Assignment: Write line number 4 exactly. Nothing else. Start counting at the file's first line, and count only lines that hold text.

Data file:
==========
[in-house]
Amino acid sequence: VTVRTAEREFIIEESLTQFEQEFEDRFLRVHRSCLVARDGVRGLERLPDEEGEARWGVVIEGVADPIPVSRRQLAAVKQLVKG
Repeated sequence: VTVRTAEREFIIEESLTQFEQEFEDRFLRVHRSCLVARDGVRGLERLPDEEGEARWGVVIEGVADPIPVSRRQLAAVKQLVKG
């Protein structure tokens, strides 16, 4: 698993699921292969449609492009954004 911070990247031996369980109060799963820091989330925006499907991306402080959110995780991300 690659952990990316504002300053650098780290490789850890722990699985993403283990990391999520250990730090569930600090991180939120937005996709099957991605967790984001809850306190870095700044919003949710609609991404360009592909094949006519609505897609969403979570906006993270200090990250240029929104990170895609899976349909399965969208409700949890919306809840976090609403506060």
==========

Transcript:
């Protein structure tokens, strides 16, 4: 698993699921292969449609492009954004 911070990247031996369980109060799963820091989330925006499907991306402080959110995780991300 690659952990990316504002300053650098780290490789850890722990699985993403283990990391999520250990730090569930600090991180939120937005996709099957991605967790984001809850306190870095700044919003949710609609991404360009592909094949006519609505897609969403979570906006993270200090990250240029929104990170895609899976349909399965969208409700949890919306809840976090609403506060």